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I have multiple related projects in one Visual Studio C# solution, which in general have similar architecture of WCF business logic services and ASP.NET clients.

In order to host these services, I have implemented custom ServiceHosting application, which reads binding and port settings, services list and NInject settings from App.config file and hosts these services.

Since all these settings vary from project to project, in each "subproject" I have a project like "ServiceHosting.Project1", which has only one file "App.config" containing project-specific configurations. As project startup settings, I have specified ServiceHosting.exe with working directory of this configuration project.

So, in general it looks like:

Project 1
- Project1.Domain (contains business logic, class library)
- Project1.ServiceHosting (contains configuration only, runs Tools/ServiceHosting)
Project 2
- Project2.Domain (contains business logic, class library)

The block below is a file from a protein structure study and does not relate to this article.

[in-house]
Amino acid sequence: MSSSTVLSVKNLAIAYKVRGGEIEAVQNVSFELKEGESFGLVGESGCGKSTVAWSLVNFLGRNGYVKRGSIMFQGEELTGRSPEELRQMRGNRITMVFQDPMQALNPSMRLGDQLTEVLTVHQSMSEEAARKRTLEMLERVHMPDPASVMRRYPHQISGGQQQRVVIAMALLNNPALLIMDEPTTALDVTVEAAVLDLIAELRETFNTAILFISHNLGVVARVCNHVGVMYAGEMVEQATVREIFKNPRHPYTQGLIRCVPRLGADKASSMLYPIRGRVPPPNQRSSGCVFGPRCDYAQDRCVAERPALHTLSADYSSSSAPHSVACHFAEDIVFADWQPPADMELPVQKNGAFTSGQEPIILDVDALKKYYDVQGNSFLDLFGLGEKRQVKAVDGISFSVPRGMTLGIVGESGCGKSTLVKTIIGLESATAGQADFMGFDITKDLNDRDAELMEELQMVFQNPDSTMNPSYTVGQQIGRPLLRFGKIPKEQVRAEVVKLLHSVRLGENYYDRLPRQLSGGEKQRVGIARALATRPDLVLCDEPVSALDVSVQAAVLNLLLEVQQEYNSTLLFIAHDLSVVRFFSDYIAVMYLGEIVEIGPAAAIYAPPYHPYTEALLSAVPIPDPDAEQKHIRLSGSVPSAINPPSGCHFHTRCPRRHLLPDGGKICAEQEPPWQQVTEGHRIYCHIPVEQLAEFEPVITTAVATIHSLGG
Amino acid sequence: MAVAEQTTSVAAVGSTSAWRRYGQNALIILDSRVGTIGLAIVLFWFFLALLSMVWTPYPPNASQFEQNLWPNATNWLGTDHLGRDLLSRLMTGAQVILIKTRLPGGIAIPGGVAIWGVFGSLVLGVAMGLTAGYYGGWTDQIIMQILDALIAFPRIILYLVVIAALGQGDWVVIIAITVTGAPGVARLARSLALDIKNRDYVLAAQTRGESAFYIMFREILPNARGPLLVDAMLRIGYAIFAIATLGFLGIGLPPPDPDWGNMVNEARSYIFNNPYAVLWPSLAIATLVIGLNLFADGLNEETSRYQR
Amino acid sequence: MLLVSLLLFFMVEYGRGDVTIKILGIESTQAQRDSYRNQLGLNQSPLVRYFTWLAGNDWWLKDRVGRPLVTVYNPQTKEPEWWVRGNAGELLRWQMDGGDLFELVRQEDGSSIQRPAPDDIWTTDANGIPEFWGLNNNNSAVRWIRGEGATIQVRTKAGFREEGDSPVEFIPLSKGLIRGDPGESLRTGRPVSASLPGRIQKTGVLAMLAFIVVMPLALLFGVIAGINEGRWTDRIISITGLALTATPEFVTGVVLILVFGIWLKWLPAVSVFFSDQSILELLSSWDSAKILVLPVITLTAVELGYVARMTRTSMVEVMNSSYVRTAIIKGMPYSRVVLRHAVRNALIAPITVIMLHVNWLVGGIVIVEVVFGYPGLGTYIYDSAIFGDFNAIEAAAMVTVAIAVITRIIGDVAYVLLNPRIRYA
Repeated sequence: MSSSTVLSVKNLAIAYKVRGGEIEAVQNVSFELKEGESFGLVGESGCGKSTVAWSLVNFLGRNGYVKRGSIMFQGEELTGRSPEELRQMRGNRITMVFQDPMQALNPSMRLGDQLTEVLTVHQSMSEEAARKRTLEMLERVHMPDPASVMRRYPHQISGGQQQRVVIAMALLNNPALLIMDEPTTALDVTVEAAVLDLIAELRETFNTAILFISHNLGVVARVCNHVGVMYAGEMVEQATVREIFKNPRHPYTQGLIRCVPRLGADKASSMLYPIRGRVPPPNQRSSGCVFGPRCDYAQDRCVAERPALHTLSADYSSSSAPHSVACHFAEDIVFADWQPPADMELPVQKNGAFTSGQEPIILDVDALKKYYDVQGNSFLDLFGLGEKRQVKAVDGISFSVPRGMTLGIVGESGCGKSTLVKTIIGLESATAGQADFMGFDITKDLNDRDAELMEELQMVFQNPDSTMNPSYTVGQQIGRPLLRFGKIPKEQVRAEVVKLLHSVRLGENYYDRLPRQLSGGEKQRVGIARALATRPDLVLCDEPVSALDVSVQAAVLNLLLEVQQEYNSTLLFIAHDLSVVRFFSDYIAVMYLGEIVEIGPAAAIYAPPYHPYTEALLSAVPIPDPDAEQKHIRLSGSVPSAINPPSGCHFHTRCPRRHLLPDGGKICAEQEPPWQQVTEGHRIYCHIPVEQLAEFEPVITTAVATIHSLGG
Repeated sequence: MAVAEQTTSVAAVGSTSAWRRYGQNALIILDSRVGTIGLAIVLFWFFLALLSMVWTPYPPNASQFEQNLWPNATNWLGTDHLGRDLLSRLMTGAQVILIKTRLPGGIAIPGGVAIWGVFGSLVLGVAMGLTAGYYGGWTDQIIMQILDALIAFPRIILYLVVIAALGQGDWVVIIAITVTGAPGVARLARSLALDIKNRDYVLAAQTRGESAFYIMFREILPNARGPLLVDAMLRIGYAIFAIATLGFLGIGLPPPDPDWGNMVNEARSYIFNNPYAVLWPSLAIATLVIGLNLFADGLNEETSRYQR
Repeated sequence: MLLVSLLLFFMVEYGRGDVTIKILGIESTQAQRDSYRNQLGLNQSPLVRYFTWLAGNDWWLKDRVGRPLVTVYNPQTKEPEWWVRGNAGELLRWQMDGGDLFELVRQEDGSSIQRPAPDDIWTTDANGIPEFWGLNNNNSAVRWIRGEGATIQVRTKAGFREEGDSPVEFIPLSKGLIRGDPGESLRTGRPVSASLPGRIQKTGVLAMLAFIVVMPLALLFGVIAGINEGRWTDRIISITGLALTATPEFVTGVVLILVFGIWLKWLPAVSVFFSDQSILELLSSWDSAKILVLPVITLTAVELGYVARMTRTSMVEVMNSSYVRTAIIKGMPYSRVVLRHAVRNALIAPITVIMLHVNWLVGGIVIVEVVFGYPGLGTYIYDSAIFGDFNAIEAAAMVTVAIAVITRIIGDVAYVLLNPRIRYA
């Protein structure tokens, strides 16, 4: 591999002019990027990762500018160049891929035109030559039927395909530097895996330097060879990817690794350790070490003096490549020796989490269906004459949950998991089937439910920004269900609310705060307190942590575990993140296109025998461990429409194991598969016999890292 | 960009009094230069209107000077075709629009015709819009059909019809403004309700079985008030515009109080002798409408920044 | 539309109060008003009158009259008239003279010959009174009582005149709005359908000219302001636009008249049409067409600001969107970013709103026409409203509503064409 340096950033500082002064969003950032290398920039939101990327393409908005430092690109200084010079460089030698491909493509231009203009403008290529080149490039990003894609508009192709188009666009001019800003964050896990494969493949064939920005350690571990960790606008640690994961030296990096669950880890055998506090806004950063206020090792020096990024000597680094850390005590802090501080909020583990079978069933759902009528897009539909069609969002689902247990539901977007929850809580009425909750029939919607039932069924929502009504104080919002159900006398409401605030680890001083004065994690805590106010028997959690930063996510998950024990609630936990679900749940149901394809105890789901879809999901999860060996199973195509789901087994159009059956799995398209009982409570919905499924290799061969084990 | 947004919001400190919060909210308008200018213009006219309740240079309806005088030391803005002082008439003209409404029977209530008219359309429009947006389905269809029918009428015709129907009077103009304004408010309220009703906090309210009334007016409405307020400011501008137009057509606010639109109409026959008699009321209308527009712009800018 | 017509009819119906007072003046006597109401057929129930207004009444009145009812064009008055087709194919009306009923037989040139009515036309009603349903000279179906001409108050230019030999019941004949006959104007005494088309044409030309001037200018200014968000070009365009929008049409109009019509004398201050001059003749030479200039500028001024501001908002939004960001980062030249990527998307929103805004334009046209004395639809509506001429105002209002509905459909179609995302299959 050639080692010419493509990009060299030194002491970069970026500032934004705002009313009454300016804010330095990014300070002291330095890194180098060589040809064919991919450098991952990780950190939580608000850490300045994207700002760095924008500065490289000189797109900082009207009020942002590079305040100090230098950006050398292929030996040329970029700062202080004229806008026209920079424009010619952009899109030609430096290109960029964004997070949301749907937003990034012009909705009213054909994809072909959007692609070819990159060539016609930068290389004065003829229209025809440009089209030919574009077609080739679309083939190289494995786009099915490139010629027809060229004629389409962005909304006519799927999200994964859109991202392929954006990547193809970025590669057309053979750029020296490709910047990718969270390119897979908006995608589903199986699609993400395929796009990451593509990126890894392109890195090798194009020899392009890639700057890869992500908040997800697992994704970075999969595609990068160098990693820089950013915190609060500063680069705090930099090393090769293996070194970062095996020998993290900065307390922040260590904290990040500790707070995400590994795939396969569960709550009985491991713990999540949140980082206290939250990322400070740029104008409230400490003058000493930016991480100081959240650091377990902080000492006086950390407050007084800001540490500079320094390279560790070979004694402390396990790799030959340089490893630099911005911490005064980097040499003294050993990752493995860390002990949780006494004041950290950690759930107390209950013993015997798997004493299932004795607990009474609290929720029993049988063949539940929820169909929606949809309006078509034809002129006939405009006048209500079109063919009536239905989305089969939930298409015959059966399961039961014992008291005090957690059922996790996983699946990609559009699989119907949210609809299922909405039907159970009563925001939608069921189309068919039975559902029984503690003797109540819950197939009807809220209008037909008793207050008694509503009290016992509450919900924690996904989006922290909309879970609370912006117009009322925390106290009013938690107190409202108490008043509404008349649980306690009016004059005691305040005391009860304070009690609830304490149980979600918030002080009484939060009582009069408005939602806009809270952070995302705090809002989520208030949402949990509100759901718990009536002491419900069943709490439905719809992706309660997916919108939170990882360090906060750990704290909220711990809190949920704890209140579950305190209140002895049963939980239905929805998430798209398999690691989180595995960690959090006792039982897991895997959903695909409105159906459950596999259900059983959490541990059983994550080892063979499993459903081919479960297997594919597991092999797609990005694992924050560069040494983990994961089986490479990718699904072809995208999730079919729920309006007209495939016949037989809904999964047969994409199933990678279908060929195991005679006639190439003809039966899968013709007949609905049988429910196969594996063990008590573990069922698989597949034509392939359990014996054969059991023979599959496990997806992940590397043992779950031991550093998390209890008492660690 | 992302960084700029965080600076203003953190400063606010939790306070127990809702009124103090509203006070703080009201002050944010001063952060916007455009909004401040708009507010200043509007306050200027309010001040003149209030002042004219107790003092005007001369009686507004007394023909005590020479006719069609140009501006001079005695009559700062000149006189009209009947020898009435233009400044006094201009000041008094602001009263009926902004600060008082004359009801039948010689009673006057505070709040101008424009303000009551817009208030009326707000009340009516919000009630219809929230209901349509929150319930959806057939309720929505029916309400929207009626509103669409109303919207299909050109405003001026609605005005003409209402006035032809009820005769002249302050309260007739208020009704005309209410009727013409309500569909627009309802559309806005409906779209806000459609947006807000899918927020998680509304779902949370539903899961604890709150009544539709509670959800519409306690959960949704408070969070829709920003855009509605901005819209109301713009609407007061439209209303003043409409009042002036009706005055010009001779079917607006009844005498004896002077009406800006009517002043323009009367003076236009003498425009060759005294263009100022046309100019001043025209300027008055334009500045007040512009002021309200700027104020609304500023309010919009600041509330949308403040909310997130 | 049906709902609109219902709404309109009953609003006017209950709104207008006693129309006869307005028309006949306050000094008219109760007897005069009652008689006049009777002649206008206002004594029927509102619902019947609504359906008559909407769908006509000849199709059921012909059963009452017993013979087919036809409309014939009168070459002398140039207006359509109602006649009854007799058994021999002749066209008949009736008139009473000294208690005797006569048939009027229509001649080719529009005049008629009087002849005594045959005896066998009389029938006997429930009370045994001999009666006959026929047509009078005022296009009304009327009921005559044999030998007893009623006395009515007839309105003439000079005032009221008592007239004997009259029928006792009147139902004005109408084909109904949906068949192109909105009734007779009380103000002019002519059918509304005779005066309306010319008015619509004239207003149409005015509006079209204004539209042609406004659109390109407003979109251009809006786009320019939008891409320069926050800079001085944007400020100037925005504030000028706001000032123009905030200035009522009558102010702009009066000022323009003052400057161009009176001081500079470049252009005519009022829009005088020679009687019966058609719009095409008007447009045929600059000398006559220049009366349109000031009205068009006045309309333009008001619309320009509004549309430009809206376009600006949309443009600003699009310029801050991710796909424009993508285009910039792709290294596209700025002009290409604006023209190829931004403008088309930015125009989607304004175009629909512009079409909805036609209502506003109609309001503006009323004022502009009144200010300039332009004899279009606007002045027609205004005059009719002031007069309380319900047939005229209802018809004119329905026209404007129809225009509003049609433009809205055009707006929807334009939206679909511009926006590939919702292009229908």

- Project2.ServiceHosting (contains configuration only, runs Tools/ServiceHosting)
Tools
- ServiceHosting (application. you may run this, but no App.config will be found)

However, having a project with one configuration file smells bad for me.
Is it considered an architecture flaw?

Earlier, I had another approach - instead of using configuration file, ServiceHosting.cs was an abstract class; Project1.ServiceHosting and Project2.ServiceHosting contained its derived types with overriden custom GetServices, LoadNinjectModules and GetBinding methods.
However, this looked like DRY violation.

  • How difficult is it to add another project that uses the same config file? – JeffO Dec 23 '16 at 12:37
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Projects in a Visual Studio solution generally have their own individual configuration files. However, the configuration file that gets used is the one that is captured in the starting app domain, and it actually is more complicated than that, due to roaming profiles and such. So any DLL's that are referenced in the starting project will use the starting project's app.config file, and not their own.

In short, having a single app.config file in play is not only not an architectural flaw, but it's considered good practice in the .NET world.

See Also
How to find path of active app.config file?

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